There has been lots of great discussion at ELI 2010 about openness–what it means, why it’s a value we should embrace, and what it means for institutions.
As I’ve contemplated all of this, I was reminded of Whitman poem:
“I Hear It Was Charged Against Me”
by Walt Whitman
I HEAR it was charged against me that I sought to destroy
But really I am neither for nor against institutions;
(What indeed have I in common with them?–Or what with the
destruction of them?)
Only I will establish in the Mannahatta, and in every city of These
States, inland and seaboard,
And in the fields and woods, and above every keel, little or large,
that dents the water,
Without edifices, or rules, or trustees, or any argument,
The institution of the dear love of comrades.
I aspire to belong “the institution of the dear love of comrades.” That is why I embrace openness. But being open does not mean being anti-institutional. I affiliate with formal institutions that embrace Whitman’s ideal, institutions made up of outward-reaching “comrades” trying to make the world a better place. I teach, attend professional meetings, make presentations, write articles, blog, engage with colleagues via social media, all in the context of my association with my formal institution of higher education.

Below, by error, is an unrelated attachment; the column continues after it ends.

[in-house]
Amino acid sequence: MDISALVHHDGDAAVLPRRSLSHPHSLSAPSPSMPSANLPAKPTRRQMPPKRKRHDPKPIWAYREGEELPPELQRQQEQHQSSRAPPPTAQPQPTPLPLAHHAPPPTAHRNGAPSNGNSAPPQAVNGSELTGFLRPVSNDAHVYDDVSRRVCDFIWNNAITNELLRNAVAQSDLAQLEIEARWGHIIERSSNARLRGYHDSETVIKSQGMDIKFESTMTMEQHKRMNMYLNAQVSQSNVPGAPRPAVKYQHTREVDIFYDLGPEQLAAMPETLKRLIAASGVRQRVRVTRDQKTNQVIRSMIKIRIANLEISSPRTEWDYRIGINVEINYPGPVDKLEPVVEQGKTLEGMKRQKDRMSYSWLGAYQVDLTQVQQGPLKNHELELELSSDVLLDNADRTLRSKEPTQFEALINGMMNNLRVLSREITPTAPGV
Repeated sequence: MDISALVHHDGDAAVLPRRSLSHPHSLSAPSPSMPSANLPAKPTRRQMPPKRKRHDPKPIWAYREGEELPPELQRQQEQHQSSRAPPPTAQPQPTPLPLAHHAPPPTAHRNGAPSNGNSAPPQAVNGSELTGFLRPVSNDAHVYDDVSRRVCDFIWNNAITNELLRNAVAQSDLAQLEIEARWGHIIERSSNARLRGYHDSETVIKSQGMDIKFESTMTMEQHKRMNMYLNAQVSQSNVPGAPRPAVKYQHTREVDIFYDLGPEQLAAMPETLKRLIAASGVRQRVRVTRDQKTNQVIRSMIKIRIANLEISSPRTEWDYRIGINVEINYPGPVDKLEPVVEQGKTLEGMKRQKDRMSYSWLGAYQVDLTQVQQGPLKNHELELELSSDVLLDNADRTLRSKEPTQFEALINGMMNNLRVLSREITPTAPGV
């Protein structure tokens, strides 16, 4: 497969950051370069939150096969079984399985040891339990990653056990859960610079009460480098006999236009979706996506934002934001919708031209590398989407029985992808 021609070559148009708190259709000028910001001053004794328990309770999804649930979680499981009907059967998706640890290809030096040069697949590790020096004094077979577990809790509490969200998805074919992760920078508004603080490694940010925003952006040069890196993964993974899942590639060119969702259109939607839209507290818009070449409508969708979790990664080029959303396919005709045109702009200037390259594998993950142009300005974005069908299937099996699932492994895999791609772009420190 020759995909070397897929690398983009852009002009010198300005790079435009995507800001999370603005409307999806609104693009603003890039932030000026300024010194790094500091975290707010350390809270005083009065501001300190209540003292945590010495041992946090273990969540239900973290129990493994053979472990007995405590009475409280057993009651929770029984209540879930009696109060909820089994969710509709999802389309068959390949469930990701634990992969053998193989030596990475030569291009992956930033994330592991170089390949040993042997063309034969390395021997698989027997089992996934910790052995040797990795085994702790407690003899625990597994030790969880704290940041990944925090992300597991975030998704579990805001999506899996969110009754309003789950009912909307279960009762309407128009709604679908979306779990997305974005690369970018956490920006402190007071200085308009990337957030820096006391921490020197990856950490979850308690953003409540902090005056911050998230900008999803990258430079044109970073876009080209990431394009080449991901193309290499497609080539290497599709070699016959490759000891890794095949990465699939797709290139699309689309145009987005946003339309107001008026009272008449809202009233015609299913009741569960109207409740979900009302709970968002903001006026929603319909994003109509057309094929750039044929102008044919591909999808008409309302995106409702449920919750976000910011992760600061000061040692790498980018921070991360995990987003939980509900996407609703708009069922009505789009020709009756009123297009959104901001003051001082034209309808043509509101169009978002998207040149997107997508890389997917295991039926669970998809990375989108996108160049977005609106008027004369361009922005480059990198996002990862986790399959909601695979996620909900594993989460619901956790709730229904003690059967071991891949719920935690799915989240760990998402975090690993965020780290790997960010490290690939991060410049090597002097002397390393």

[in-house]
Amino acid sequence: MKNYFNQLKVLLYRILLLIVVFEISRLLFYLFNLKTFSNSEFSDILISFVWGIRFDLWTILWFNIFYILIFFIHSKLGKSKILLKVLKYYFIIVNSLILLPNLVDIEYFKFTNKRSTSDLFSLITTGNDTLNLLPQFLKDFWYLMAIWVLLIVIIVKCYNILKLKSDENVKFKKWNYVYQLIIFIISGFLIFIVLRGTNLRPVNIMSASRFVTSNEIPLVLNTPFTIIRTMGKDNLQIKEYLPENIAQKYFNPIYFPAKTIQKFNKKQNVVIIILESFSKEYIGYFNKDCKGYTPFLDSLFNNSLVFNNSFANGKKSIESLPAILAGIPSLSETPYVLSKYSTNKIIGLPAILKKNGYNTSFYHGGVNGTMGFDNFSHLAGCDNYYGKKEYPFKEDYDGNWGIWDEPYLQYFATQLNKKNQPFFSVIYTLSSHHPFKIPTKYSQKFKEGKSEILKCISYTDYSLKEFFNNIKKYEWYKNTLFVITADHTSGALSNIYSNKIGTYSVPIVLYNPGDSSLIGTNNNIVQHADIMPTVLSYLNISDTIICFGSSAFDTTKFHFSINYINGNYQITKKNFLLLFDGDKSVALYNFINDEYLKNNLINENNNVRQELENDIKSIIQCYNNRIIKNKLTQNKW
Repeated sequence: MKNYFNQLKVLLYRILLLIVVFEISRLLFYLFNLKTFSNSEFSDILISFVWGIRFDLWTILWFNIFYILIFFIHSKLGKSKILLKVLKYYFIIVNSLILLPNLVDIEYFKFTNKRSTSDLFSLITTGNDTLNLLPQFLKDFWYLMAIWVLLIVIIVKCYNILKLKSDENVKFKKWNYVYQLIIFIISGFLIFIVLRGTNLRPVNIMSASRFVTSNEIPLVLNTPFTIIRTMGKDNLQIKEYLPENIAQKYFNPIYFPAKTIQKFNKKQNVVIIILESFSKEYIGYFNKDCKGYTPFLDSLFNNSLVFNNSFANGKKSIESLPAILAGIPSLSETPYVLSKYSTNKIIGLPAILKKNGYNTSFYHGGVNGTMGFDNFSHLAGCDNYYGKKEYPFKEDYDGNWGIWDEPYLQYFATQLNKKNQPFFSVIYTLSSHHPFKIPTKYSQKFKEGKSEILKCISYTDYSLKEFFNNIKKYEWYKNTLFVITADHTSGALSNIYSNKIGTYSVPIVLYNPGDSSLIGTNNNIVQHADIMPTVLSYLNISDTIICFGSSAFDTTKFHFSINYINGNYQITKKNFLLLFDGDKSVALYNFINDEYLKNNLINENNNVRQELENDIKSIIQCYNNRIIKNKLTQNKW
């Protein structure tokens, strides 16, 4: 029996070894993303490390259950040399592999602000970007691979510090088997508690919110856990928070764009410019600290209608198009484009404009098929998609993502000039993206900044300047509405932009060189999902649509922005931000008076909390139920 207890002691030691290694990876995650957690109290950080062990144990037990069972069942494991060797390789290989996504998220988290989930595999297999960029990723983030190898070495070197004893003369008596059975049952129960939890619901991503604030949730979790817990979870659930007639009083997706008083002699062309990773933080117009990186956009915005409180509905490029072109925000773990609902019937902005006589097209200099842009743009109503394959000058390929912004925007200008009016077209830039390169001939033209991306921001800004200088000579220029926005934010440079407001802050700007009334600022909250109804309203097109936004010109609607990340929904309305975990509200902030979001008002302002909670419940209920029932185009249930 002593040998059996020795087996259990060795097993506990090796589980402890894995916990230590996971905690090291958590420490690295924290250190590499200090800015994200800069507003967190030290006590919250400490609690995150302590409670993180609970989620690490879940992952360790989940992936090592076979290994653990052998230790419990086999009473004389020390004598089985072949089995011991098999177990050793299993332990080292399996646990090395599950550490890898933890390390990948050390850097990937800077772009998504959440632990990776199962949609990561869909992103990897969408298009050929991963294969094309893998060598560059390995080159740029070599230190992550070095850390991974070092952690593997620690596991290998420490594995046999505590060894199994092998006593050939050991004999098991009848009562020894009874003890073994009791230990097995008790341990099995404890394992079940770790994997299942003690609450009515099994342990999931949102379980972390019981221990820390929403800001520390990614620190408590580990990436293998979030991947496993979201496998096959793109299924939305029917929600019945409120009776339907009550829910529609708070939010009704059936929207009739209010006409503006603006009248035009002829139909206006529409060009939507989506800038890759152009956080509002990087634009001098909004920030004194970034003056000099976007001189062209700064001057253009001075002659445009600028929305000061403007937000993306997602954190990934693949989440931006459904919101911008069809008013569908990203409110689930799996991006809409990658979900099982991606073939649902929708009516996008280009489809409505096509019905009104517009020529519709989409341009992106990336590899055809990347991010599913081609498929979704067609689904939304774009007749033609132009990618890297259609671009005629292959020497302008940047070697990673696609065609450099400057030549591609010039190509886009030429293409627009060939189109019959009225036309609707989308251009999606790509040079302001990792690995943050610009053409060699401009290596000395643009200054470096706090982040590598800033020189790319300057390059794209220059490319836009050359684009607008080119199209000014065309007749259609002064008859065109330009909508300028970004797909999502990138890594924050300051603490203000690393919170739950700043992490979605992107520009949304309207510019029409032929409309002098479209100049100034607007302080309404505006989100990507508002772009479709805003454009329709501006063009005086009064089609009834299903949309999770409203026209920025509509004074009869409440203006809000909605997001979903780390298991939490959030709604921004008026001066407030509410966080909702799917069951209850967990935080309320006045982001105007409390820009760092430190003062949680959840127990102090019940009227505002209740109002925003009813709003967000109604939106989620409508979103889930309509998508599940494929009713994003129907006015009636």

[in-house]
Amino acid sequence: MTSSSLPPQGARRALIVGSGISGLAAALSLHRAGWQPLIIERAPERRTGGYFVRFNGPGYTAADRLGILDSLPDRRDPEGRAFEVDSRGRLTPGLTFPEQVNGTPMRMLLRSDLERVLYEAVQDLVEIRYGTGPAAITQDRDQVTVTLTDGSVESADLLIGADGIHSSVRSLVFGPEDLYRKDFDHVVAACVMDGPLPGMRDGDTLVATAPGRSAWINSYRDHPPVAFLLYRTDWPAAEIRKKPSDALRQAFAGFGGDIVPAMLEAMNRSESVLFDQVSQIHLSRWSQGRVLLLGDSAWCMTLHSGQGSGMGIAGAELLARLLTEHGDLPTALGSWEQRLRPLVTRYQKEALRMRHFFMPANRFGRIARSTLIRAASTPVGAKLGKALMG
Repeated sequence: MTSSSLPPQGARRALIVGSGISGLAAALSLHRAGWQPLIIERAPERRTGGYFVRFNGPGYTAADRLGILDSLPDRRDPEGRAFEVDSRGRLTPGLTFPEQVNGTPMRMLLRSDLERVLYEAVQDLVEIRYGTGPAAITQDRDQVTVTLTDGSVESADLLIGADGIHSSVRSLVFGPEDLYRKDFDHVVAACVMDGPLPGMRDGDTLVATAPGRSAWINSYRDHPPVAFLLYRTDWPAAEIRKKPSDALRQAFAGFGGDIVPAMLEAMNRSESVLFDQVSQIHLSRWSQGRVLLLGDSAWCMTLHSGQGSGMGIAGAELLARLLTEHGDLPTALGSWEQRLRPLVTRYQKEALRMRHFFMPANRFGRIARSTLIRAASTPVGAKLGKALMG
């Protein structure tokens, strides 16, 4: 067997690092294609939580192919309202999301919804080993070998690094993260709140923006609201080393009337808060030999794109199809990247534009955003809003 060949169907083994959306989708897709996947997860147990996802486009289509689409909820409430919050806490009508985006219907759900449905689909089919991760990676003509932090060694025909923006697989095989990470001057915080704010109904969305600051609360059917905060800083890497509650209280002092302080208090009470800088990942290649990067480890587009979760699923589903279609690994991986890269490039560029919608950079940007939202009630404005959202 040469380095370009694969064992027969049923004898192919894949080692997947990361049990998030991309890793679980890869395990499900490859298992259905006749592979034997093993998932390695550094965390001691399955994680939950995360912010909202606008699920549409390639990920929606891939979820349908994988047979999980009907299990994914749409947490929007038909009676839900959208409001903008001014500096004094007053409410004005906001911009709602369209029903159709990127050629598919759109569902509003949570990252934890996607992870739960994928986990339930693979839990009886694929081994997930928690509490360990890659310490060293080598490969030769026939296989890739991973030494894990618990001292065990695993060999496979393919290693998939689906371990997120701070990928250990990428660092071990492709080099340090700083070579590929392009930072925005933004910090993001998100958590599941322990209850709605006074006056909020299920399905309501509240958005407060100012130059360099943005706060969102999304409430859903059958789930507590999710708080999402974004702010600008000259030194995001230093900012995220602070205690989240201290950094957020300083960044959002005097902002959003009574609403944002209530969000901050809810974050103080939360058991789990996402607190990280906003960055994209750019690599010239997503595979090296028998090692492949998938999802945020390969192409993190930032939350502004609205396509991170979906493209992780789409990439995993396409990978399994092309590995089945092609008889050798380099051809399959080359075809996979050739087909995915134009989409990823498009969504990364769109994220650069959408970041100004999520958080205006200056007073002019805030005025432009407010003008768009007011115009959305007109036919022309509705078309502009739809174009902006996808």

We can embrace openness *and* remain ardent supporters of our institutions. Indeed, institutions of higher learning have been the primary source of intellectual and cultural openness throughout history.
I embrace openness. I embrace my institution. There’s no contradiction in that.